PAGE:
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The 85th Percentile Rule Is Killing Us

Photo: Anthony Quintano/Flickr

Traffic deaths in the U.S. are mounting, reaching more than 40,000 last year, and, according to a recent draft report by the National Transportation Safety Board, speed is the overlooked factor.

The NTSB reported that speeding accounts for about 10,000 deaths a year -- as many as drunk driving. One of the agency's key recommendation was to change the way streets are designed by reforming the "85th percentile rule," a laissez faire approach that seeks to accommodate motorist behavior instead of engineering streets for safety.

It's an argument that Randy LoBasso at the Bicycle Coalition of Greater Philadelphia has been making for a long time. Now the NTSB report is vindicating advocates' critique of the 85th percentile rule, he writes:

The 85th Percentile idea, based on the 1964 “Solomon Curve” says speed limits should be set at what 85 percent of drivers think is healthy. It was created back when the highway system was still young, cars didn’t approach speeds as quickly as they do today, and we didn’t have the sort of statistics and research on traffic dangers we do today.

I have long trashed the 85th Percentile speed approach as outdated and never meant for cities. That hasn’t stopped some -- who feel motor vehicle users should be able to drive as fast as they want -- from lashing out at the Bicycle Coalition’s rational attempts to curb speed and make streets safer for everyone.

Among [the NTSB's] specific recommendations: “Revise traditional speed-setting standards to balance 85 percentile approaches with safe systems approach that better incorporates crash history, safety of pedestrians, bicyclists.”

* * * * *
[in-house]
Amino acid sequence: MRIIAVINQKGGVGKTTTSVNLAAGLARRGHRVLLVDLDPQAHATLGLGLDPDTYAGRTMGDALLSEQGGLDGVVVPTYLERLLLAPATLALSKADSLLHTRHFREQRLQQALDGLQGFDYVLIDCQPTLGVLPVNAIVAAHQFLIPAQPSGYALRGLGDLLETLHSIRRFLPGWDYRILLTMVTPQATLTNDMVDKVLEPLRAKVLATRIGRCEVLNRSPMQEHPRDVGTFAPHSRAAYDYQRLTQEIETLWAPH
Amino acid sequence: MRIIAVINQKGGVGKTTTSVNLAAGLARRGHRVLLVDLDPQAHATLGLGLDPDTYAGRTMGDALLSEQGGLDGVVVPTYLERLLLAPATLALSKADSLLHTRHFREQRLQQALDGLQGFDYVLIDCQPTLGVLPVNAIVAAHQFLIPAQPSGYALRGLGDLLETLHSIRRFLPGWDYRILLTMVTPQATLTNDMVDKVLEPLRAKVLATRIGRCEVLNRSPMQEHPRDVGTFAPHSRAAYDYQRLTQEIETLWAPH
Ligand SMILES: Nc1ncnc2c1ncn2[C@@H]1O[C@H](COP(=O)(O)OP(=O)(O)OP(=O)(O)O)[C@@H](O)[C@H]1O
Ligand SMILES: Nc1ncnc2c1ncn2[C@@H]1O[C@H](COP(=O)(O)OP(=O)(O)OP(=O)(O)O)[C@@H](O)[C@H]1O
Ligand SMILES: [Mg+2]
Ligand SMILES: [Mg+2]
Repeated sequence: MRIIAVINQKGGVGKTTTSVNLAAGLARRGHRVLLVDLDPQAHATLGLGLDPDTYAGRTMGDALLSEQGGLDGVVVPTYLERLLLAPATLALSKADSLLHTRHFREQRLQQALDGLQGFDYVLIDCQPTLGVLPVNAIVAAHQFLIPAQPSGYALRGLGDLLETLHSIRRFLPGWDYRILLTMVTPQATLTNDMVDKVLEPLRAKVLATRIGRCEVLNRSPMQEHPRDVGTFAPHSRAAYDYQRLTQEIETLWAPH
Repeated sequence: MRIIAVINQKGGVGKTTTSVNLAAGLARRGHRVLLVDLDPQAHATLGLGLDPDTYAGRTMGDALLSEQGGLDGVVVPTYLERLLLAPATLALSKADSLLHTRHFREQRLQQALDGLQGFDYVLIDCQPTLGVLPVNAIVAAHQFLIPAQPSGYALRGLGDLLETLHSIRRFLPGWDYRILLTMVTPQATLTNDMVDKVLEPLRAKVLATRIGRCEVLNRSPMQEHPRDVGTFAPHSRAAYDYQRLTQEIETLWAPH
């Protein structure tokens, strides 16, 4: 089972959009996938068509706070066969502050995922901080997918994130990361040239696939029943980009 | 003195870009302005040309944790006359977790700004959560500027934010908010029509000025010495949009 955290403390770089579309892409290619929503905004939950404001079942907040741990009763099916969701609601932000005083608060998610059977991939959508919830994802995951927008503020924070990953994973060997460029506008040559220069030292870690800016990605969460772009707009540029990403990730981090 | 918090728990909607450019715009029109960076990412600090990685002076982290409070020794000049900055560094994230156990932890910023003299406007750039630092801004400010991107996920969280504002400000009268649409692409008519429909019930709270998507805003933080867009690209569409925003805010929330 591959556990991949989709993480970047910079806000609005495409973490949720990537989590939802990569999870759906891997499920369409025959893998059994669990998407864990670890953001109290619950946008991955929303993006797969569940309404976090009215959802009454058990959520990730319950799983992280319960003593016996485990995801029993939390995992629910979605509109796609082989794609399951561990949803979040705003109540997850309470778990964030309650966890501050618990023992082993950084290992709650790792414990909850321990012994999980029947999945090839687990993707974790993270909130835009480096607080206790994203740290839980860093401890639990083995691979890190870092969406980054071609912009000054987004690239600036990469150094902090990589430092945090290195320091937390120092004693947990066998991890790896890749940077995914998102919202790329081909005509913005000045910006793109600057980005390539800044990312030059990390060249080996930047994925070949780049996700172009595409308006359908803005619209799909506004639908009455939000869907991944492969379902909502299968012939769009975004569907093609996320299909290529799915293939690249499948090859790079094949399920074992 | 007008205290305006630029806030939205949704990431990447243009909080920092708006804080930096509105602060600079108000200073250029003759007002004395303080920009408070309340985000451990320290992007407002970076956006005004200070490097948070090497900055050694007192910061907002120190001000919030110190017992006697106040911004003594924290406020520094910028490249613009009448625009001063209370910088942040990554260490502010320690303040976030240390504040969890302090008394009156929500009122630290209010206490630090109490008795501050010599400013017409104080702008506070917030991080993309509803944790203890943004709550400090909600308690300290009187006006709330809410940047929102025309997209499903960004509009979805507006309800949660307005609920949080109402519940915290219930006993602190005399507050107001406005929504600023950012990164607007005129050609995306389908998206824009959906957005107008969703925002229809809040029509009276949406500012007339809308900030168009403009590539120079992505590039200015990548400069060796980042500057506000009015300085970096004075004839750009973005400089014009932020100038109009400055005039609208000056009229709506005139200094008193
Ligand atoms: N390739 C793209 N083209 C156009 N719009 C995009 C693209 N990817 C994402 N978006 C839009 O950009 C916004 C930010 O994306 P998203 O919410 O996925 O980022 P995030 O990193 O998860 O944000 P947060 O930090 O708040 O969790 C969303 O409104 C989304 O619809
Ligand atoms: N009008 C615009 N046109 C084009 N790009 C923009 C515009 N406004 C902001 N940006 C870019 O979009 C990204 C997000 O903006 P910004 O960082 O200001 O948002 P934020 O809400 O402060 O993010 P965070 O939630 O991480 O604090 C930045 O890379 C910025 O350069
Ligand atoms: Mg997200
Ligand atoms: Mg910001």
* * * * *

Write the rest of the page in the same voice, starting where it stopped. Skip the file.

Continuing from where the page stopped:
“In general, there is not strong evidence that the 85th percentile speed within a given traffic flow equates to the speed with the lowest crash involvement rate,” the NTSB says. “Alternative approaches and expert systems for setting speed limits are available, which incorporate factors such as crash history and the presence of vulnerable road users such as pedestrians.”

More recommended reading today: Pricetags shares some insight from transportation economist Todd Litman about the under-appreciated transportation costs of buying a house in the suburbs. Greater Greater Washington considers the potential drawbacks of diverting cut-through car traffic away from residents streets. And the Raleigh Connoisseur reports that a major increase in bus service goes into effect this week in Wake County, following a November vote to increase the local sales tax half a cent.

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